Harvard Professor: Cryptocurrencies Are A Lottery That Could Pay Off

Harvard Professor Cryptocurrencies Are A Lottery That Could Pay Off

Kenneth Rogoff is a professor at Harvard and reveals his thought on the cryptocurrency market. He says that the likes of bitcoin could become worthless but that there is a chance they become very valuable.

Cryptocurrencies are a lottery

Bitcoin is down around 80 per cent from its peak in January. All the larger cryptocurrencies are collapsing around us but are this the end of cryptocurrencies? Kenneth Rogoff writes the article during a time when the market sentiment is low. Kenneth Rogoff is a professor of economics and public policy at Harvard University. He was the IMF’s chief economist from 2001-03.

He suggests that the sentiment among cryptocurrency enthusiasts is highly bullish and they are not ready to give up. The crypto bulls see a total market capitalisation between $5 – $10 trillion. The drop from a high of $20,000 to $3,500 is no reason to panic. Falls as this has happened before. However, Rogoff argues that investing in cryptocurrencies is like buying lottery tickets. He writes:

“So, while we shouldn’t be surprised by this year’s cryptocurrency price bust, the price of these coins is not necessarily zero. Like lottery tickets, there is a high probability that they are worthless. There is also an extremely small outside chance that they will be worth a great deal someday, for reasons that currently are difficult to anticipate.”

Bitcoin evangelists still have a huge belief in cryptocurrencies and argue that it can become digital gold.

Saying that the cryptocurrency Bitcoin is digital gold is “nutty”

Even though many are extremely positive about bitcoin and compare it to gold, Rogoff says that it is nutty. He states that gold is widely used all over the world while bitcoin does not have any other use case than being digital money. Unlike physical gold, Bitcoin’s use is limited to transactions. It makes the cryptocurrency more vulnerable to a bubble-like collapse. Additionally, the cryptocurrency’s energy-intensive verification process is vastly less efficient” than systems that rely on “a trusted central authority like a central bank. Rogoff says that the long-term value of bitcoin is rather $100 than $100k.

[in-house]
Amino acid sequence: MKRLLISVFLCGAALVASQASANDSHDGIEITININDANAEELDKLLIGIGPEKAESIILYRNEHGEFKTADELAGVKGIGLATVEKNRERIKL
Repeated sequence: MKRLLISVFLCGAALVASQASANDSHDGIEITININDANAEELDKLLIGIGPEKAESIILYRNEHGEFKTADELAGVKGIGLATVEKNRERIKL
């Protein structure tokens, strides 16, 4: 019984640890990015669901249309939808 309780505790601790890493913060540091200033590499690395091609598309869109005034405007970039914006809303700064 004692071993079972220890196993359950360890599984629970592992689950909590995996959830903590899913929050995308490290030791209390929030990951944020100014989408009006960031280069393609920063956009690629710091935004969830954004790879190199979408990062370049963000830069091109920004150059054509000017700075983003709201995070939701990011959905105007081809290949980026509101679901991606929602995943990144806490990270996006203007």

However, the world is starting to wake up, and regulations are coming into place. Countries such as Sweden and China are even looking into creating their digital currencies. In the end, Rogoff thinks that countries will collaborate to avoid countries to become money-laundering destinations and perhaps create global regulations.

A start of global regulation is potentially underway. Recent news reveals that Seven EU members have decided to collaborate. The group reportedly signed a joint declaration detailing the partnership in Brussels yesterday. The partnership aims to boost blockchain adoption in Southern Europe, to transform local economies.

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